However, the former No. 1 overall pick has made nearly 58 percent of his free throws during his nine-year career. With a little added motivation to succeed and impress his new team, Howard could set a personal best this season and shoot 60 percent from the line.
D12 has come close to that number in years past. He nailed 59 percent of his free throws every year from the 2007-08 season to 2010-11. The significant decline in the last two years could be attributed to off-court distractions.
With his long-term future no longer a question, Howard can make it a point to rededicate himself as a free-throw shooter. By improving at the line, teams will be a little more hesitant to foul the big man late in games, and it will make him a better all-around player.
The pressure to produce will be high during his first season in Houston. There is no better way for Howard to silence his critics than removing the biggest thorn in his side.
Offense has always come easy for Dwight Howard. With his strength and athleticism, he has made a career out of bullying defenders in the paint. His prowess around the rim has allowed him to finish in the top five for field-goal percentage during the last seven years.
Still, despite his proficiency on the glass and his ability to attack the basket at will, Howard has never been among the league's top scorers. For his career, he has averaged 18.3 points per game and has eclipsed 20 points a night during only four of his nine seasons in the NBA.
His most productive season of putting points on the board came in 2010-11. He averaged 22.9 points a game with the Orlando Magic. Unsurprisingly, he finished second in MVP voting that season behind Chicago Bulls point guard Derrick Rose.
Last season with the Lakers, he finished with 17.1 points per contest, which was his lowest scoring output since his third season in the league.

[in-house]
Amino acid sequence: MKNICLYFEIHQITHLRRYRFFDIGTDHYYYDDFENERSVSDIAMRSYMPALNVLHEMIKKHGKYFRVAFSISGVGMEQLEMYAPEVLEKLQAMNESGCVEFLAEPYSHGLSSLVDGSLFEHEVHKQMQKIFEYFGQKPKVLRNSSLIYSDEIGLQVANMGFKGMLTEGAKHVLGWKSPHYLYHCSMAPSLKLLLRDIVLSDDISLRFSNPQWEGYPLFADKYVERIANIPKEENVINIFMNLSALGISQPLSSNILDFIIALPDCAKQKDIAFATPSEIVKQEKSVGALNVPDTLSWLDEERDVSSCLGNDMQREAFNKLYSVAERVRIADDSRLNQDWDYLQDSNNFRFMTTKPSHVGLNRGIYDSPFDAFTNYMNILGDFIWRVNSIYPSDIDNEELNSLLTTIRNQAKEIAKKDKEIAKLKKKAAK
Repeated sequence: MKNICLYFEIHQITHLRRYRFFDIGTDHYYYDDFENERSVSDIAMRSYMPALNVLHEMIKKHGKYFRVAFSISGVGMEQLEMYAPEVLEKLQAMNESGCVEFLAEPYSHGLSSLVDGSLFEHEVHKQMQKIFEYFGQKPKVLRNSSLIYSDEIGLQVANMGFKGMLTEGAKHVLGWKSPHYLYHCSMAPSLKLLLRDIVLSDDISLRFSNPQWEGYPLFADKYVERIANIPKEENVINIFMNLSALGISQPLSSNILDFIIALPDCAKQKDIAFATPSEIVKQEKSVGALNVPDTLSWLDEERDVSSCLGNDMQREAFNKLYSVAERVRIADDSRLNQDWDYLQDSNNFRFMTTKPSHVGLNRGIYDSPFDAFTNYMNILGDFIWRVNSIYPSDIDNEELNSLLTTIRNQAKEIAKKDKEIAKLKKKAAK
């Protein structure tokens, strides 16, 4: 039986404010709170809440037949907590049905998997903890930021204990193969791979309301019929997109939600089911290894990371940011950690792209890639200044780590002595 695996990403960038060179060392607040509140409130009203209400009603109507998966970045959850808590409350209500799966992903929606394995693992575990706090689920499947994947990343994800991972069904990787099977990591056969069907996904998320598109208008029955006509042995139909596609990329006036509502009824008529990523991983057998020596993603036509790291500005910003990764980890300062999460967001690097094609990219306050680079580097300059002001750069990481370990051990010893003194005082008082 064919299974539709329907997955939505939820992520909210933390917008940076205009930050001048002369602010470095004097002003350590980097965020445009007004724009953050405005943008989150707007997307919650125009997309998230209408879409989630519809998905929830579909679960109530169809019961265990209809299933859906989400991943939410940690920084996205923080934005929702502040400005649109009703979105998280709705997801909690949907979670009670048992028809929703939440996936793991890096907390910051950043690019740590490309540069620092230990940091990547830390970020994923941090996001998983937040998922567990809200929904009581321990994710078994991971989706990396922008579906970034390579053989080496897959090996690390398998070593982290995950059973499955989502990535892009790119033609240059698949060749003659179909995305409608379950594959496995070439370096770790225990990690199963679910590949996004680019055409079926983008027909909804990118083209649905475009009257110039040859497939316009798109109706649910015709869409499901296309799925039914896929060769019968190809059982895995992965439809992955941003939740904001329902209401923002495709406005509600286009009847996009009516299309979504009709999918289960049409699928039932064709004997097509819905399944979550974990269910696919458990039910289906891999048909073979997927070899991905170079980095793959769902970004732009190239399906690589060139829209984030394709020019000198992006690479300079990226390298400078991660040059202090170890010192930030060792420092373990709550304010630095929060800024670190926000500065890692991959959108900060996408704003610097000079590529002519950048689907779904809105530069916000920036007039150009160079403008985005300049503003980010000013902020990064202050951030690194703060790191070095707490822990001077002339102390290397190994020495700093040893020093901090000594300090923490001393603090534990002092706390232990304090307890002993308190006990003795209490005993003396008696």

Despite the presence of James Harden and Chandler Parsons, Howard will shatter his 2010-11 season. The big man will benefit from the tutelage of two of the greatest men to ever step foot in the post.
The Rockets hired former legend Hakeem Olajuwon to work with Howard and fellow center Omer Asik. The master of "The Dream Shake" was one of the most graceful and creative centers the NBA has ever seen. Any player is bound to improve from having the two-time champion as a tutor.
Howard will also learn from head coach Kevin McHale. During his glory days with the Boston Celtics, McHale was famous for his bevy of post moves. If D12 can adopt any tricks from either of these two Hall of Famers, it will make him an even bigger nightmare on the offensive end.
It will also make surpassing his personal best of 22 points a night much simpler.
When it comes to handicapping the NBA MVP race, the options are usually LeBron James and the rest of the field. After all, the Miami Heat forward has won the award four of the last five years. According to BestBetting.com, James is the favorite to take home the trophy again this season.
YouWin.com has Dwight Howard's odds at 25-1 (or +2500). The best D12 has finished in the MVP voting was second in 2010-11. He has finished in the top 10 four times, including three times inside the top five.
This year, he finally takes home the hardware.
From a statistical standpoint, Howard is a safe bet to be among the league leaders in total rebounds and blocks. He has led the league in total rebounds six times and finished on top in the blocks category twice.
With impressive offensive numbers and a greater commitment to hitting free throws, Howard will improve his scoring to go along with his other gaudy numbers. It will also help his cause if he can manage to lead the Rockets to the top of the Western Conference standings.
LeBron James is the league's best player, and he's an easy pick when predicting an MVP winner. Oklahoma City's Kevin Durant is due to hoist the Maurice Podoloff trophy as well. It will be tough for either to compete with a guy capable of producing in so many different statistical categories.
My prediction for Howard's stat line in his first season with the Rockets: 24.2 points, 12.8 rebounds and 2.5 blocks per game. He shoots 58 percent from the field and just narrowly surpasses the 60 percent mark from the free-throw line.
Voters, tired of picking King James, decide to make Howard the first big man to win the Most Valuable Player award since Dirk Nowitzki in 2006-07. The odds may not be in his favor, but it is certainly a possibility.